Červinka won three of our Two-Year Rookie of the Week and had another two Player of the Week listings on his way to a .295/.409/.402 line. Červinka struck out only 16 times in 112 at bats, including just three in his final 46 at bats, and walked 21 times. He chipped in seven stolen bases and 35 runs in 37 games and will step out of Mužík’s shadow next spring.

More on Červinka here: [link].

High School Player of the Year
Although one high schooler on our list was drafted and several more played for their countries in summer tournaments, one hitter stood out above all the others. Though his name might not tip one off to his Scottish nationality, Gabriel Rincónes, Jr. looks like a player to watch in his final school season next spring.

Rincónes held down a starting spot in the outfield all year as a junior and responded well, with a hitless final game of the year pushing his average below .300 for the first time. Playing in the tough Florida high school season, Rincónes flashed power (two dingers, .480 slugging) and plate discipline (11 walks, .426 on-base percentage), finishing with a .299 average. With Scotland yet to gain admission to the Confederation of European Baseball, Rincónes looks like an intriguing possibility for Team GB.

More on Rincónes here: [link].

If you missed it, here is the full list of end-of-season updates for all 75 players eligible for European national federations:
Surnames A-C [link].
Surnames D-G [link].
Surnames H-K: [link].
Surnames L-P: [link].
Surnames R-S: [link].
Surnames T-Z: [link].

Complete list of Weekly Award Winners: [link].

Please let us know of any Europeans attending high school or university for the 2018-19 academic year.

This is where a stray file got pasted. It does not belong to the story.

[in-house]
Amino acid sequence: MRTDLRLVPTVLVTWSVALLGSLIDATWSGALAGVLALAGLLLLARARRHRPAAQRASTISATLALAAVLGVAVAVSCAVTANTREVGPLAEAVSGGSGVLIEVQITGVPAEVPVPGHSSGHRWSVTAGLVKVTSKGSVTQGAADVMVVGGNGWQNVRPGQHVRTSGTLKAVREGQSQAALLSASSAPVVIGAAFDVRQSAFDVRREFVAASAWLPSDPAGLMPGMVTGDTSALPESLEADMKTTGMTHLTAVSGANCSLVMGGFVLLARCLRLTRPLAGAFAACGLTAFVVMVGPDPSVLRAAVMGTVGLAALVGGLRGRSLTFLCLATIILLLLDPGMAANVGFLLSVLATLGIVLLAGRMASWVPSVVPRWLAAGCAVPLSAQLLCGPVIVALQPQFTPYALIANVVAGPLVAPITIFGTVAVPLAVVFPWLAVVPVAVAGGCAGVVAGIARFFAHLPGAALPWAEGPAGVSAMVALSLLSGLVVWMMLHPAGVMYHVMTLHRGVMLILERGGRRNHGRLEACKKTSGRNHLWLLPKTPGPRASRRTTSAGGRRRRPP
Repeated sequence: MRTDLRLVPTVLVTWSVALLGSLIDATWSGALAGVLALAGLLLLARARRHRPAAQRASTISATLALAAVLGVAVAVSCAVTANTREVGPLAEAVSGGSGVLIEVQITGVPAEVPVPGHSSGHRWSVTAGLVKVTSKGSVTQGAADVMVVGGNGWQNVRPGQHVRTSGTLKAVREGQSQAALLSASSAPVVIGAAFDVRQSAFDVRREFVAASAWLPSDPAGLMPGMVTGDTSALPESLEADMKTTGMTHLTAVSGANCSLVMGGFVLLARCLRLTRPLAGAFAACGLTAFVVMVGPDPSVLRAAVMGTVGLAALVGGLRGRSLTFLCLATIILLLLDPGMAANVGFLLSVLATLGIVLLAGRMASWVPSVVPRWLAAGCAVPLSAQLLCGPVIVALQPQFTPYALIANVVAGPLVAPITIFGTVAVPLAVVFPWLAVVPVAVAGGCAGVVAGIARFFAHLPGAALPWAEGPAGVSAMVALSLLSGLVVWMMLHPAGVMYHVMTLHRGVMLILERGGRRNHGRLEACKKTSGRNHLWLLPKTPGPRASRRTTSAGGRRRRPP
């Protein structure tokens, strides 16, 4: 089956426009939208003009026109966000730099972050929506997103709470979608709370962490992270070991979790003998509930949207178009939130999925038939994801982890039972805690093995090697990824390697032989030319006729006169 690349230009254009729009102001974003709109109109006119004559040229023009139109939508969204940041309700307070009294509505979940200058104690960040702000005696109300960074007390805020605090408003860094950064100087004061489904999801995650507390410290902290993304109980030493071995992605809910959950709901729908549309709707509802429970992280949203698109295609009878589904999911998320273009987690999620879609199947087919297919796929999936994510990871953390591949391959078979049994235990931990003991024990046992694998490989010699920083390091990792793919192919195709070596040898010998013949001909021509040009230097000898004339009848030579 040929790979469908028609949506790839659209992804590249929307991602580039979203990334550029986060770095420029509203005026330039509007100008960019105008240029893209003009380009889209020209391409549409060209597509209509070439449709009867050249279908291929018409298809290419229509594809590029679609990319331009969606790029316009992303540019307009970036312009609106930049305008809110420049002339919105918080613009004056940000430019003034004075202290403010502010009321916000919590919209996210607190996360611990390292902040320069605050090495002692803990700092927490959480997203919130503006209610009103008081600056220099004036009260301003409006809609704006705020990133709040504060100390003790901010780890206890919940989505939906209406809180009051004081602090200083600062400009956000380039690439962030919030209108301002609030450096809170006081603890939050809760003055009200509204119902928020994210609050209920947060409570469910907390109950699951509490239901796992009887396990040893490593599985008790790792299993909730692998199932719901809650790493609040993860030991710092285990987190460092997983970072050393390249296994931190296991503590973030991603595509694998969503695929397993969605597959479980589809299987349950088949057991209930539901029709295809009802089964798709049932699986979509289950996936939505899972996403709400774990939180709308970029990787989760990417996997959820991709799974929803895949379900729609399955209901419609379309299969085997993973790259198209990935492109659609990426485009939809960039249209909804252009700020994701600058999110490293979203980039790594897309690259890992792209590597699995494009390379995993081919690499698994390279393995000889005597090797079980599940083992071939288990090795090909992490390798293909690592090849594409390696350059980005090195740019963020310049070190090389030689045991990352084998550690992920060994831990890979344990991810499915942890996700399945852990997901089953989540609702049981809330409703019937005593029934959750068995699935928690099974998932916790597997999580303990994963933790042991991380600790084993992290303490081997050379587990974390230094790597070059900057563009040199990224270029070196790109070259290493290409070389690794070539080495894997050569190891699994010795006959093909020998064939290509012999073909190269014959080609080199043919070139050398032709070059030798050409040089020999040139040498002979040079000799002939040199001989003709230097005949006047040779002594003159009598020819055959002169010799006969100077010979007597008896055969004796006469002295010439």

1 Comment

  1. Comment by fred4945
    September 8, 2018 | 3:23 am

    Muzik’s story certainly puts things into perspective.

    He played at a lower-half NJCAA team, put up great hitting numbers…. but couldn’t earn a 4-year scholarship. Why? Well, he picked a juco that rarely got anyone into NCAA D-I, and never had anyone drafted out of the school. (I’d have sent him to an Arizona JuCo; he’d have gotten a D-I scholarship if he could have hit in that wood bat league.)

    Second, as you point out, he threw out just 23% of those who stole on him. And he had 15 passed balls this season. Probably a weak-arm LF.

    These “all stars” aren’t the success you try to make them out to be….but it is a VERY GOOD idea to get as many European 17 to 19 year-olds into junior college ball. Two years there and they will return to the Continent as superb assets to their local seniors teams and national teams. Junior college ball is a far, far better education than Rookie or A ball. First, the coaching is better in college ball. Second, they will actually play — and practice all year. (If they can stand staying away from home that long, they can even extend their growth by playing in summer collegiate leagues.)

    Good luck to them all. They are not only having great adventures, they are helping the development of European baseball.